During the middle of the twentieth century, philosophers of language were pondering the limits of translation, with many arguing meaning doesn't travel well between languages and cultures. As a leading translator of Russian literature into German, Svetlana Geier spent her life tackling the "problem of translation." As evidenced by Vadim Jendreyko's portrait, she succeeded, although essential matters are left out of this account. While consistently absorbing, The Woman with the 5 Elephants is circumspect about certain historical and moral questions raised by Geier's story. Semioticians, literary scholars and gerontologists will find the documentary to be a gold mine; others will find it frustratingly indeterminate and abstract. Receipts will reflect its rarefied nature.
Jendreyko spent a number of years filming and interviewing Geier (née Ivanova) in her Freiburg, Germany home and the result is remarkably self-contained. Fortunately, the Ukrainian-born octogenarian has a charismatic personality that amply fills out the screen. Much of the time we watch her at work, translating pillars of Russian literature (the title's five elephants are Dostoyevsky's great novels) in painstaking fashion aided by a secretary and a colleague with whom she pores over manuscripts, slowly critiquing and amending her renditions. Or else she's seen puttering around her house, sipping tea, cooking for her family, and worrying about her son who has sustained a life-threatening injury at work. Jendreyko is in no hurry; facts about Geier's life are revealed gradually. We don't venture outside—and little interrupts her fascinating exposition of her craft—until, accompanied by a granddaughter, she returns to the Ukraine for the first time since 1943.
During World War II, young Geier worked as an interpreter for a Nazi officer in occupied Kiev. Her mother worked as his housekeeper. After the Germans retreated, Geier and her mother were brought back to Germany where they were protected and the girl received a scholarship to continue her studies. Jendreyko's efforts to get her to talk about her wartime experiences don't lead to any soul-searching. A sensitive, fiercely independent woman and a lucid intellectual force, she has little to say about the horrors of the war. Although there's nothing to suggest her work with the Germans constituted criminal collaboration, she doesn't directly address the irony of having used language to serve a barbarous regime. She does express her indebtedness to the Germans for bringing her to the West. Before the war, her father was arrested during one of Stalin's purges, and during the movie's Ukrainian segment she visits his grave and travels to the Dachau where she nursed him following his release from prison.
Is Geier wearing blinders or is she merely being tastefully reticent? How calculated are her omissions? Perhaps she considers her subsequent career as a teacher and translator, in which she has used language to edifying and humanizing effect, as her response to the suffering that occurred and which, comparatively speaking, she was able to escape. But by remaining apolitical and not addressing the full social and moral context of her life's journey, she appears to be violating one of her cardinal principles about great literary works, which she compares to finely embroidered fabrics: knowing the context in which a text was made is an essential part of translation, and her success as a translator is due to her understanding of Russian and German culture. That being so, what she doesn't say about both German and Russian culpability during the war stands out as curious. If nothing else, it reminds us that using art and language as a refuge, seeing real life through the prism of art, can be suspect, if not delusory, because it creates a partial and insular picture.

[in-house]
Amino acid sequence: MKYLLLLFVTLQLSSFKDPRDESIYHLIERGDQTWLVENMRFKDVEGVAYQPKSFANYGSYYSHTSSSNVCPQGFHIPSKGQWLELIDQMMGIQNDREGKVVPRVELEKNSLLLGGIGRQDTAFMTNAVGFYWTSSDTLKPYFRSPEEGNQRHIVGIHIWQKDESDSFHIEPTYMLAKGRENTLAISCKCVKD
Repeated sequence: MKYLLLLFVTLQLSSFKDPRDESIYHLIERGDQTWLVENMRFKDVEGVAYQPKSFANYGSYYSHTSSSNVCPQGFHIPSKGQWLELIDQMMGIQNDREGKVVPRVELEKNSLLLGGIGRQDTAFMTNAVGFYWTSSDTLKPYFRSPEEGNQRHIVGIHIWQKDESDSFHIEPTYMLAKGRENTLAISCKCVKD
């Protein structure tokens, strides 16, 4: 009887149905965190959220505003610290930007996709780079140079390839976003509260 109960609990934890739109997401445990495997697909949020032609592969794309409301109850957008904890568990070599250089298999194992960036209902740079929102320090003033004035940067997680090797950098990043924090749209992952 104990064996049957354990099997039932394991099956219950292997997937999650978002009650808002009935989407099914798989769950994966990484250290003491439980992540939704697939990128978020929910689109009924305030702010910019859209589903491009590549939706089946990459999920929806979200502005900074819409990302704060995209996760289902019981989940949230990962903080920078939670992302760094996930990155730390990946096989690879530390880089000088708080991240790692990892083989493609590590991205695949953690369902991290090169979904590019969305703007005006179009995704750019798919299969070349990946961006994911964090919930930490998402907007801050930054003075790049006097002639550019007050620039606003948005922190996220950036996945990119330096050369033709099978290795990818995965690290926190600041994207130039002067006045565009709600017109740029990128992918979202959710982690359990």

Gingerly pieced together, The Woman with the 5 Elephants has a delicacy and indirectness that's alluring and provocative at the same time. Given her fruitful career as teacher and translator, it would be unfair to accuse Geier of having avoided the most pressing moral questions about 20th-century European history. And even though it seems more a case of her keeping mum rather than Jendreyko not asking, you can't help but wish the filmmaker had guided her and hence the viewer a bit more, digging deeper between the lines rather than assuming certain meanings didn't need to be spelled out. Texts, like human lives, are constantly moving—shifting entities that are impossible to permanently fix or definitively interpret. Nevertheless, this is a case in which pictures don't tell enough of the story. Sometimes more words are needed to provide deep insight and facilitate understanding.
Distributor: Cinema Guild
Director/Screenwriter: Vadim Jendreyko
Producers: Hercli Buni, Vadim Jendreyko, Thomas Tielsch
Genre: Documentary; German- and Russian-languages, subtitled
Running time: 93 min.
Release date: July 20 NY